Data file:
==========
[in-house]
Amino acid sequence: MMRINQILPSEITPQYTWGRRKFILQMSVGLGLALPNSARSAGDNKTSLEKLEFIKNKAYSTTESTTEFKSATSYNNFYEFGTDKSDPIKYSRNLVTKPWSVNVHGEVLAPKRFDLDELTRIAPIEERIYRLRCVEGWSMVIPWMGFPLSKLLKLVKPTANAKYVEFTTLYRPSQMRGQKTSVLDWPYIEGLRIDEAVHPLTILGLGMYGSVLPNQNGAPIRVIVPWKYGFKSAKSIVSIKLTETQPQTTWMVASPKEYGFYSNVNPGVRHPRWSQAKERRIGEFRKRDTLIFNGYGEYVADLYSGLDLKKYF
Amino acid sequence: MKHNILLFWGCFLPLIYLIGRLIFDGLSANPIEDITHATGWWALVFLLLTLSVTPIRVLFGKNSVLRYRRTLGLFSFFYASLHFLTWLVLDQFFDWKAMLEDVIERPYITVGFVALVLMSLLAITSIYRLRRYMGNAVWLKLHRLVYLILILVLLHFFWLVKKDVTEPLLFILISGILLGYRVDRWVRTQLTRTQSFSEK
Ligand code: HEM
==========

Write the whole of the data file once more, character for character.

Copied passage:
[in-house]
Amino acid sequence: MMRINQILPSEITPQYTWGRRKFILQMSVGLGLALPNSARSAGDNKTSLEKLEFIKNKAYSTTESTTEFKSATSYNNFYEFGTDKSDPIKYSRNLVTKPWSVNVHGEVLAPKRFDLDELTRIAPIEERIYRLRCVEGWSMVIPWMGFPLSKLLKLVKPTANAKYVEFTTLYRPSQMRGQKTSVLDWPYIEGLRIDEAVHPLTILGLGMYGSVLPNQNGAPIRVIVPWKYGFKSAKSIVSIKLTETQPQTTWMVASPKEYGFYSNVNPGVRHPRWSQAKERRIGEFRKRDTLIFNGYGEYVADLYSGLDLKKYF
Amino acid sequence: MKHNILLFWGCFLPLIYLIGRLIFDGLSANPIEDITHATGWWALVFLLLTLSVTPIRVLFGKNSVLRYRRTLGLFSFFYASLHFLTWLVLDQFFDWKAMLEDVIERPYITVGFVALVLMSLLAITSIYRLRRYMGNAVWLKLHRLVYLILILVLLHFFWLVKKDVTEPLLFILISGILLGYRVDRWVRTQLTRTQSFSEK
Ligand code: HEM